A man who opened an emergency exit door during a flight in South Korea was formally arrested Sunday and faces up to 10 years in prison on a charge of violating the aviation security law, officials said. During a preliminary questioning, the 33-year-old told investigators that he felt suffocated and tried to get off the plane quickly, according to police. Twelve people were slightly injured on Friday after he opened the door of the Asiana Airlines Airbus A321-200, causing air to blast inside the cabin. The plane was preparing to land in Daegu on an hour-long flight from the southern island of Jeju. On Sunday, a district court in Daegu approved a warrant to formally arrest the man. Police earlier sought the arrest warrant, citing the graveness of the crime and a possibility the man may flee, according to Daegu police. Daegu police said they have up to 20 days to investigate the man before determining whether to send him to prosecutors for a possible indictment. If convicted, he faces a maximum sentence of 10 years in prison for breaching the aviation security law that bars passengers from handling entry doors, emergency exit doors and other equipment on board, according to the Transport Ministry. Daegu police said the man, surnamed Lee, told them that he was under stress after losing a job recently and that he wanted to get out of the plane soon because he was feeling suffocated just before landing. The plane was carrying 200 people, 194 of them passengers including teenage athletes on their way to a track and field competition. The man pulled the door open when the plane was reaching the Daegu airport at an altitude of 700 feet (213 meters), according to the Transport Ministry. The people who were taken to hospitals were mainly treated for minor problems such as breathing difficulties.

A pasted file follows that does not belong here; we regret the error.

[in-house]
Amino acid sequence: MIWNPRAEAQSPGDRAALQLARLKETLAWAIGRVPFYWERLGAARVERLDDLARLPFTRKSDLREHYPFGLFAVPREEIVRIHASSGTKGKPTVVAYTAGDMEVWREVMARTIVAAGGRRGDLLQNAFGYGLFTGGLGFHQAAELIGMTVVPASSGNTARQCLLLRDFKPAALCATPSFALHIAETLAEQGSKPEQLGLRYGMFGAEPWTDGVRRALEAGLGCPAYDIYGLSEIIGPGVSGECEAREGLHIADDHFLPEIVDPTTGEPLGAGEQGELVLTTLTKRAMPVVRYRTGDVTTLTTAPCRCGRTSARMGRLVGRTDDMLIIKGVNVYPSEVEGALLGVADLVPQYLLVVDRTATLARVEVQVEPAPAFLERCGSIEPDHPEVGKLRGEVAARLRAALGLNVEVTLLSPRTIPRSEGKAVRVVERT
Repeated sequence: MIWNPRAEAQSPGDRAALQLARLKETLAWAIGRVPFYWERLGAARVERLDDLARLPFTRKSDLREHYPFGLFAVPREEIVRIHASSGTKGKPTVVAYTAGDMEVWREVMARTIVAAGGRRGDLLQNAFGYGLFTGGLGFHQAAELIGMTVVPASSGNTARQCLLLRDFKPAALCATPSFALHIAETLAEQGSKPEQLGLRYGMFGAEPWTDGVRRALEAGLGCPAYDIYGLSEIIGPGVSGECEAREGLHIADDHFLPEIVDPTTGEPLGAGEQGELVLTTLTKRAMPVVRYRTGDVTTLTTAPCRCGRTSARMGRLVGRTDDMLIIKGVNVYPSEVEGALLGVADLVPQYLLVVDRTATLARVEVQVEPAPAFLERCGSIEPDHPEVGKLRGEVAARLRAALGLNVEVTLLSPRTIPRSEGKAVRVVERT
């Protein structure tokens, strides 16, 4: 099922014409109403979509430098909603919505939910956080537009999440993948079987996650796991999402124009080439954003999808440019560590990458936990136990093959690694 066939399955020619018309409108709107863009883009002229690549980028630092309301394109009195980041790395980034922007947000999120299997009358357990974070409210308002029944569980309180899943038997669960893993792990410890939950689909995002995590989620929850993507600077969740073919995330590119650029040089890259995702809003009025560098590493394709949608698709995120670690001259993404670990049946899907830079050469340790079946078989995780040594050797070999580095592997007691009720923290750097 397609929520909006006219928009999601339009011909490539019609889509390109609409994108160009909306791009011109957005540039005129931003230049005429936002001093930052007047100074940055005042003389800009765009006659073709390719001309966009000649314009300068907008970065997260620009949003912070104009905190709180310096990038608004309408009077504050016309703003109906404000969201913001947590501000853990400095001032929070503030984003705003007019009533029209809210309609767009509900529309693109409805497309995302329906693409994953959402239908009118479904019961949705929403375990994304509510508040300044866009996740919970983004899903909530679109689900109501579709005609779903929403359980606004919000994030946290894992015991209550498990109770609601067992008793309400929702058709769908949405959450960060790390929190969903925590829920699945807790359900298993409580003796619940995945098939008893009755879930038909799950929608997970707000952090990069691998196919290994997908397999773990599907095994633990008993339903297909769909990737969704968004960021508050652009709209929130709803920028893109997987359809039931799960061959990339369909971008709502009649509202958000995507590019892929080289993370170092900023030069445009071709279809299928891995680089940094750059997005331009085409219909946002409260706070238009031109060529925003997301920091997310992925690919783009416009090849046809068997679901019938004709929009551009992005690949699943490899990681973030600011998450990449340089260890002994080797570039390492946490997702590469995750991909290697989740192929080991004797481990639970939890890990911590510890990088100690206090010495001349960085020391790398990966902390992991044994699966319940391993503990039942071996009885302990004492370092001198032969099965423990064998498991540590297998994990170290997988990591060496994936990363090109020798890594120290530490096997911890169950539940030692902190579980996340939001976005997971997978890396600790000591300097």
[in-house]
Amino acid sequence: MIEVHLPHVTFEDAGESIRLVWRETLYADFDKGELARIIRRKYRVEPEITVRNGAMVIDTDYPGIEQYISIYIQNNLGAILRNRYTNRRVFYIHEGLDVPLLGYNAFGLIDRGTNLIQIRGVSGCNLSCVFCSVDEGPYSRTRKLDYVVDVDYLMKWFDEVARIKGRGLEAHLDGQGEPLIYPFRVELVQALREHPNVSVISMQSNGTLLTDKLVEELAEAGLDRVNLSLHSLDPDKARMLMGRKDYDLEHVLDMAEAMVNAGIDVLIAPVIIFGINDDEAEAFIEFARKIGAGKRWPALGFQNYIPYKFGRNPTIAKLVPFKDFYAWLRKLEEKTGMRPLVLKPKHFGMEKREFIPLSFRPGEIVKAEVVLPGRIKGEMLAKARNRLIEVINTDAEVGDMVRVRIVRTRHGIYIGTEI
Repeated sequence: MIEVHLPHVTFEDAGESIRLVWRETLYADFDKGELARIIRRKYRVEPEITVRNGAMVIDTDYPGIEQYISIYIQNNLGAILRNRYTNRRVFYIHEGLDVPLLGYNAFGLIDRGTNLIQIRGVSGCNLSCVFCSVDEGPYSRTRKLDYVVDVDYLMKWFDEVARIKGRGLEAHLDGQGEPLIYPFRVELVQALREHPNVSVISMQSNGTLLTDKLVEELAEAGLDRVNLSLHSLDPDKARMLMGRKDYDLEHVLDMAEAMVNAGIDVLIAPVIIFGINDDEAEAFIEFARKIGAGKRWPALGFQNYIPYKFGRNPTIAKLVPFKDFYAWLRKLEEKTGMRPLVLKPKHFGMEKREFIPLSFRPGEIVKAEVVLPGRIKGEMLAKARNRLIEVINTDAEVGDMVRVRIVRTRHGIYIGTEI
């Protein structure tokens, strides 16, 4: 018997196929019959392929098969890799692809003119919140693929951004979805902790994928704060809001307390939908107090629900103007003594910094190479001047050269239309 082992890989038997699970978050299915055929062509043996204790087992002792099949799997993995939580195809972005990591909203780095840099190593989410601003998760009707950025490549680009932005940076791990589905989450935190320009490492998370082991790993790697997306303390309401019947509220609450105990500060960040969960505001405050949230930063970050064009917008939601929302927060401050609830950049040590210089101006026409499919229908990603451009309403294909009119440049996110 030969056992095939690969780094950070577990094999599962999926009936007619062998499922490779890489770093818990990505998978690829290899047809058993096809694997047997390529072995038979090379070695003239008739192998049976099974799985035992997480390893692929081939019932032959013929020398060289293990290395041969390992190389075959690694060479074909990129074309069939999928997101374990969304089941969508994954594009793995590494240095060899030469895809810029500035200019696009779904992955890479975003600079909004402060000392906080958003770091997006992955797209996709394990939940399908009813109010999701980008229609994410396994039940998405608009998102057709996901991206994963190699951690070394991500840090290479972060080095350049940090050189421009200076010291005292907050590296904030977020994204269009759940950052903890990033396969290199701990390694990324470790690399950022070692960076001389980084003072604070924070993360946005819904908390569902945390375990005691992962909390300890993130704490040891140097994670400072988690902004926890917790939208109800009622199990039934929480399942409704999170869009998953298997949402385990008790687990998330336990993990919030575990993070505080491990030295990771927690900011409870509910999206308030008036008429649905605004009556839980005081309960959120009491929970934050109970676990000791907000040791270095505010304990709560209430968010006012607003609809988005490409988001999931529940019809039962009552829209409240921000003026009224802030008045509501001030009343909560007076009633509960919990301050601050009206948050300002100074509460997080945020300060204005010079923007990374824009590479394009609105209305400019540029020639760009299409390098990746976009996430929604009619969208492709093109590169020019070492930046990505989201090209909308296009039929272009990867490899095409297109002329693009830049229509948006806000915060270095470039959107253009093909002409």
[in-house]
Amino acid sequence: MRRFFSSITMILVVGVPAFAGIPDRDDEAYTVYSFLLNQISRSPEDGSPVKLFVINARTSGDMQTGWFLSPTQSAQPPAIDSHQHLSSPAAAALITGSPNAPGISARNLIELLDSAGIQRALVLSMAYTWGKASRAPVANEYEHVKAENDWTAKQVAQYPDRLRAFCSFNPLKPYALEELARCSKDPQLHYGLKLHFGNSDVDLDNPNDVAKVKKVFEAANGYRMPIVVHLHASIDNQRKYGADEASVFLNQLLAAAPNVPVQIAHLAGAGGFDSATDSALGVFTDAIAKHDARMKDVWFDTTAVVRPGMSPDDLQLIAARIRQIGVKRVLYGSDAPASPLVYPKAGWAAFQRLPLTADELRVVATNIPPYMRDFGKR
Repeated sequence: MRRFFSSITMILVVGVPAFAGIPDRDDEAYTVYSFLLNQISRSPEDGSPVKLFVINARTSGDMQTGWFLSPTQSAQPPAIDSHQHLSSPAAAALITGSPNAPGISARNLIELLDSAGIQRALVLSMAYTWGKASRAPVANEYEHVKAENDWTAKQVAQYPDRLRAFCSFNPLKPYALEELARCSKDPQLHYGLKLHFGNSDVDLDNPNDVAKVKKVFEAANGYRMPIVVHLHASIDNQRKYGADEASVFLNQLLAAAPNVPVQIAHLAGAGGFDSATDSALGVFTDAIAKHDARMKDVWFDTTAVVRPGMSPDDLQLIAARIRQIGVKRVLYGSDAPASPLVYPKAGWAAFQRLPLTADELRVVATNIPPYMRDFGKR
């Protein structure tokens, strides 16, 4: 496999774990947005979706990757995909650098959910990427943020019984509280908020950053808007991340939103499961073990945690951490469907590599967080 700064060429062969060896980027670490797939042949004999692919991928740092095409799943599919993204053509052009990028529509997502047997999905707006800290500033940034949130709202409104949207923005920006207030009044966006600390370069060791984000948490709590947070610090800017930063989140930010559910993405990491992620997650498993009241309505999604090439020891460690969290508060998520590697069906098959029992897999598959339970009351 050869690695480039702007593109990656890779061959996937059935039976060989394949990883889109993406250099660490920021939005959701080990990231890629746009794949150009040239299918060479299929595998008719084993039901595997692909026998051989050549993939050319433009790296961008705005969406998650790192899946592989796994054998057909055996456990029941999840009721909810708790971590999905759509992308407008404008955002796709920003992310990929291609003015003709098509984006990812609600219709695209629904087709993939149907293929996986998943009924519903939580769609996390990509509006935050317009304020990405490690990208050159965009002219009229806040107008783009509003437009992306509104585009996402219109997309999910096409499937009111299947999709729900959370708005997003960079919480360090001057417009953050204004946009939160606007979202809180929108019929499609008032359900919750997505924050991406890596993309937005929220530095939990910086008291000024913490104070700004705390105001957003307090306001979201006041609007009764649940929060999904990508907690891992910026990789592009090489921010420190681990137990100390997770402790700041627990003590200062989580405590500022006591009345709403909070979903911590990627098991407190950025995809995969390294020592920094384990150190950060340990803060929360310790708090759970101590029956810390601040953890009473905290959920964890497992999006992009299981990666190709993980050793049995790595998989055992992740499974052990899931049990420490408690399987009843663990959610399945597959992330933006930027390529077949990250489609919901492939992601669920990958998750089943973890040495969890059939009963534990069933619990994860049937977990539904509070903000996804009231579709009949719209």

The South Korean and U.S. militaries were set to begin massive live-fire drills near the border with North Korea on Thursday, despite the North’s warning that it won’t tolerate what it calls such a hostile invasion rehearsal on its doorstep. Thursday’s drills, the first of the allies’ five rounds of firing exercises until mid-June, mark 70 years since the establishment of the military alliance between Seoul and Washington. North Korea has typically reacted to such major South Korean-U.S. exercises with missile and other weapons tests. Since the start of 2022, North Korea has test-launched more than 100 missiles but none since it fired a solid-fuel intercontinental ballistic missile in mid-April. North Korea has argued its torrid pace of tests was meant to respond to the expanded military drills between the U.S. and South Korea, but observers say the North aims to advance its weapons development then wrest greater concessions from its rivals in eventual diplomacy. The U.S.-South Korean firing exercises, called “the combined annihilation firepower drills,” would be the biggest of their kind. The drills have been held 11 times since they began in 1977, according to the South Korean Defense Ministry. Ministry officials said this year’s drills are to involve advanced stealth fighter jets, attack helicopters, multiple rocket launch systems and other weapons from South Korea and the United States. It wasn't immediately known how many troops would take part in the drills, but previous exercises in 2017 drew about 2,000 soldiers and 250 weapons assets from both countries. An earlier Defense Ministry statement said the drills are meant to enhance the allies’ combined operational performance capabilities. It said South Korea and the United States will seek to establish “the overwhelming deterrence and response capabilities” to cope with North Korean nuclear and missile threats. Last Friday, North Korea’s state media called the drills “a typical North Korea-targeted war rehearsal.” It said North Korea “cannot but take a more serious note of the fact that” that the drills would be held in an area a few kilometers (miles) from its frontier. KCNA said the U.S. and South Korea will face unspecified “corresponding responses” over their series of large-scale, provocative drills. Earlier this year, the South Korean and U.S. militaries conducted their biggest field exercises in five years. The U.S. also sent the nuclear-powered USS Nimitz aircraft carrier and nuclear-capable bombers for joint exercises with South Korea. Also read: World leaders warn China and North Korea on nukes as Ukraine's Zelenskyy travels to G7 summit In their summit last month, U.S. President Joe Biden and South Korean President Yoon Suk Yeol announced steps to reinforce their deterrence capabilities such as the periodic docking U.S. nuclear-armed submarines in South Korea; bolstering joint training exercises; and the establishment of a new nuclear consultative group. Biden also issued a blunt warning that any North Korean nuclear attack on the U.S. or its allies would “result in the end of whatever regime” took such action. Kim Yo Jong, the powerful sister of North Korean leader Kim Jong Un, later said the Biden-Yoon summit agreement revealed the two countries’ “most hostile and aggressive will of action” against the North. She threatened to further bolster her country’s escalatory nuclear doctrine, saying “The pipe dream of the U.S. and South Korea will henceforth be faced with the entity of more powerful strength.” Worries about North Korea’s nuclear program grew after the North last year legislated a law that authorizes the preemptive use of nuclear weapons. Many foreign experts say North Korea has yet to possess functioning nuclear missiles.